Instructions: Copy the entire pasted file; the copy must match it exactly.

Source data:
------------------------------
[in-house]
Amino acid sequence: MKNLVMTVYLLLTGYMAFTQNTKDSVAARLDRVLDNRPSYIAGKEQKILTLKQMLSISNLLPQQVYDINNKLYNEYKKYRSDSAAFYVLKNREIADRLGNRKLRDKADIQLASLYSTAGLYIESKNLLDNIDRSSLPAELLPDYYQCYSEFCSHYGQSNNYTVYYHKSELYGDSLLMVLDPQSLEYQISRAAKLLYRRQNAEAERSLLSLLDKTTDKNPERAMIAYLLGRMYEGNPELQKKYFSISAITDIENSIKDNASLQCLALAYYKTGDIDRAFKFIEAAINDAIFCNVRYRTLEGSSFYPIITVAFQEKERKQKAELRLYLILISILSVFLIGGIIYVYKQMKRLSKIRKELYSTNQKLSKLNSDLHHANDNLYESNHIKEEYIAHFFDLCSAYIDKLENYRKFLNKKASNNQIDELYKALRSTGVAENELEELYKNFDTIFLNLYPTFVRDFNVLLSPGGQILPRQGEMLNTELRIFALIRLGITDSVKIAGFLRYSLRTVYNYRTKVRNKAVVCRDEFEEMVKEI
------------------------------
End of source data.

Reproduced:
[in-house]
Amino acid sequence: MKNLVMTVYLLLTGYMAFTQNTKDSVAARLDRVLDNRPSYIAGKEQKILTLKQMLSISNLLPQQVYDINNKLYNEYKKYRSDSAAFYVLKNREIADRLGNRKLRDKADIQLASLYSTAGLYIESKNLLDNIDRSSLPAELLPDYYQCYSEFCSHYGQSNNYTVYYHKSELYGDSLLMVLDPQSLEYQISRAAKLLYRRQNAEAERSLLSLLDKTTDKNPERAMIAYLLGRMYEGNPELQKKYFSISAITDIENSIKDNASLQCLALAYYKTGDIDRAFKFIEAAINDAIFCNVRYRTLEGSSFYPIITVAFQEKERKQKAELRLYLILISILSVFLIGGIIYVYKQMKRLSKIRKELYSTNQKLSKLNSDLHHANDNLYESNHIKEEYIAHFFDLCSAYIDKLENYRKFLNKKASNNQIDELYKALRSTGVAENELEELYKNFDTIFLNLYPTFVRDFNVLLSPGGQILPRQGEMLNTELRIFALIRLGITDSVKIAGFLRYSLRTVYNYRTKVRNKAVVCRDEFEEMVKEI